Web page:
U.S. men’s soccer team head coach Dave Sarachan has known Union manager Jim Curtin ever since Curtin played for Sarachan at the Chicago Fire in the early 2000s. The elder coach has seen the younger coach’s evolution, both from up close and afar.
“Jimmy was, first of all, a terrific team guy, and when he showed up to train every day, he was committed — a great pro,” Sarachan said while in Philadelphia on Wednesday for a series of appearances. “When I had him, I would call him more of a quiet guy. He didn’t exude a whole lot of rah-rah stuff. He just went about his business.”
Sarachan said he didn’t recall ever talking with Curtin the player about a desire to coach in the future. But Sarachan wasn’t surprised when Curtin started moving up the ranks, ultimately taking charge of the Union in 2014.
“When he took the position and started getting really into the coaching part, it didn’t surprise me that he’d be a real players’ coach, that they would enjoy playing for Jimmy,” Sarachan said. “He does things in a real professional manner.”
After meeting with the media in the morning, Sarachan met with some fans in the evening. One fan asked what Sarachan’s future plans might be after leaving the national team — and made a none-too-subtle point along the way.
“Do you see yourself coming back to MLS, to a team like Philadelphia, that desperately needs some life?” the fan asked. “We’d be happy to have you.”
Sarachan responded politely.
“That’s very kind of you,” he said. “I know down the road there’s going to be some changes. … I’m confident that wherever I land, whether it’s staying in this position or a different role in U.S. Soccer or going back to MLS, I’ve still got gas in the tank and something to offer.”
Then Sarachan addressed the fan’s true point.
“You’ve got a quality guy in Jimmy Curtin,” he said. “He’s a darn good coach. … I know things haven’t been going great right now. But give him time, because he’s part of the future in terms of young coaches that I think have a real chance to do good things.”
Sarachan is particularly fond of the Union’s youth academy, and he has reason to be. The program has a track record of developing U.S. youth national team prospects. One of them, centerback Auston Trusty, could make his senior team debut this year.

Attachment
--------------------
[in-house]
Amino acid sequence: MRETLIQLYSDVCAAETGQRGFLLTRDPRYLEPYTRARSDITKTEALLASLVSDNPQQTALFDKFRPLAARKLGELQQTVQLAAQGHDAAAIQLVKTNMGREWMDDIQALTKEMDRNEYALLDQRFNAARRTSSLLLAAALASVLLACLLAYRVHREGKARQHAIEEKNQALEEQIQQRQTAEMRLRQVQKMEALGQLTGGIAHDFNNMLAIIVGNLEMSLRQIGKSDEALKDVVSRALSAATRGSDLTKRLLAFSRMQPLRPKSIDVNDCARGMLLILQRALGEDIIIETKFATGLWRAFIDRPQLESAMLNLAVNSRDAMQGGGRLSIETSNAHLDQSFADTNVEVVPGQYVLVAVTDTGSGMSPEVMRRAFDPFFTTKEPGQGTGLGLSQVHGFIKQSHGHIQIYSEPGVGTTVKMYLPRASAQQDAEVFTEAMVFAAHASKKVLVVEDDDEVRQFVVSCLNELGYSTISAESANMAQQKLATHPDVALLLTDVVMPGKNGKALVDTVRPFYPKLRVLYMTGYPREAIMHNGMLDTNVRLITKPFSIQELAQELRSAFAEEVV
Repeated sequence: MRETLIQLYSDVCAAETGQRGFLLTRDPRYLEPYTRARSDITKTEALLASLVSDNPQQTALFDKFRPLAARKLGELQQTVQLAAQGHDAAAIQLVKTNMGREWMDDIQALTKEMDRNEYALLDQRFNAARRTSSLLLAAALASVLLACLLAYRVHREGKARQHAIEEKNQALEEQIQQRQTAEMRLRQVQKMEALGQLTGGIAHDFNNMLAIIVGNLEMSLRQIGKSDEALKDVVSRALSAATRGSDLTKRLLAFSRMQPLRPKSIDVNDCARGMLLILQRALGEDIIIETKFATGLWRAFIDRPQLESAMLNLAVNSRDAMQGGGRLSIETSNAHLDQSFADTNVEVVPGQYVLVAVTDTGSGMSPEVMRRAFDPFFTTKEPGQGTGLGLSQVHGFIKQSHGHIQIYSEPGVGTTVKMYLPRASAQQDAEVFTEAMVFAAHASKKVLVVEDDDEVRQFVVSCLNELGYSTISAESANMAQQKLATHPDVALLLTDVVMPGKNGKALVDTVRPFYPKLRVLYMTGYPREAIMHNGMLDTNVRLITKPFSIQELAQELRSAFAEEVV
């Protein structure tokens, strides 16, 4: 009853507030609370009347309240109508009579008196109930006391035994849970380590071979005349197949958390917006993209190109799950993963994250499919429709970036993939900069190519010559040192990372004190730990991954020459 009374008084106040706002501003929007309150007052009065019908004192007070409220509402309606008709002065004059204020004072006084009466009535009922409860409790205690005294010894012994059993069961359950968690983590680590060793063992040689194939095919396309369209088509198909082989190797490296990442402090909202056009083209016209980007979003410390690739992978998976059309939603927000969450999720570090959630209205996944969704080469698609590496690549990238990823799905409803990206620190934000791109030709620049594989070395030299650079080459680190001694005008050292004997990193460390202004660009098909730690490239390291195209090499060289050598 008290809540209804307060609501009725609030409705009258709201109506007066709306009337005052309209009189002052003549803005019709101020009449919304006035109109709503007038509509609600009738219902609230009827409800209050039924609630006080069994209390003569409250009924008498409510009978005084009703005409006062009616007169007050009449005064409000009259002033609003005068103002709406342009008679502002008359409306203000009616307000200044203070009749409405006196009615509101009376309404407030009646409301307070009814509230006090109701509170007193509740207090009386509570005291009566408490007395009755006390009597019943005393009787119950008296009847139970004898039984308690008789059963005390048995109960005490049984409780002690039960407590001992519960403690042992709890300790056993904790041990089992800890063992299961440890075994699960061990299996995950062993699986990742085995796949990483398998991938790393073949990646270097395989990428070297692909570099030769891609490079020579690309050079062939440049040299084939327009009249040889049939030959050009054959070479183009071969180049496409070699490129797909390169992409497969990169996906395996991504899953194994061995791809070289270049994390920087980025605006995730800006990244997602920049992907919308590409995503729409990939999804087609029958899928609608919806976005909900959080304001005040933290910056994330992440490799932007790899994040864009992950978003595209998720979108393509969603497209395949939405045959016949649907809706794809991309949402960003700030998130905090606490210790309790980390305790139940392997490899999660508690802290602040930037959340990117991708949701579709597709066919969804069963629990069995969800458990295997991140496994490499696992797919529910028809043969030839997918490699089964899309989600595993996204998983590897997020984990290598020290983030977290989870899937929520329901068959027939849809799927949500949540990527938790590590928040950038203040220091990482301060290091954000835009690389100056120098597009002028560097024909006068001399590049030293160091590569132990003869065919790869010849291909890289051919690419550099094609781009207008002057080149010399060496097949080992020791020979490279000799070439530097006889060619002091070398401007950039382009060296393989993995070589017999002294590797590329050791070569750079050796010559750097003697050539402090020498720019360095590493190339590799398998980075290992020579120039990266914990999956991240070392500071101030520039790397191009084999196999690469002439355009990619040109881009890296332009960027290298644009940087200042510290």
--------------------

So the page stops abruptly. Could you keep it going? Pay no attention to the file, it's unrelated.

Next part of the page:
“The Union have one of the best setups in the league,” Sarachan said at a press conference. “I think their youth development program and the setup they have with their academy is fantastic, and I think that’s going to yield good players. … We’re very aware of the good young players in all the markets, including here in Philadelphia.”
But potential doesn’t win games in the present. Talent does. And while the Union’s prospects clearly have talent, right now they have a lot more potential. Sarachan knows this, and spoke bluntly on the subject.
“I’m a much better coach with Christian [Pulisic], and I was a much better coach when I had Landon [Donovan, as an assistant to Bruce Arena with the Los Angeles Galaxy],” Sarachan said. “You need the horses, man.”
It is not a coach’s job to acquire the horses, though. That burden is borne by higher authorities, especially when it comes to writing big checks to sign big players.
Sarachan made that point too, expressing a hope that the Union, “with the ownership group and the vision, that they’re able to help build the best roster they can. And then, if you fail, you fail. If you succeed — if you have good players, you have a better chance of succeeding. But even sometimes that isn’t good enough.”
It wasn’t for Sarachan in 2007, when the Chicago Fire fired him. He is likely to lose his current job later this year too, after the U.S. Soccer Federation hires a general manager for the national team. That person will almost certainly hire a new head coach, likely after the World Cup once big international names become available.
“You work without a net in this business,” Sarachan said. “Every coach eventually gets fired.”
Time will tell whether Curtin suffers the same fate some day.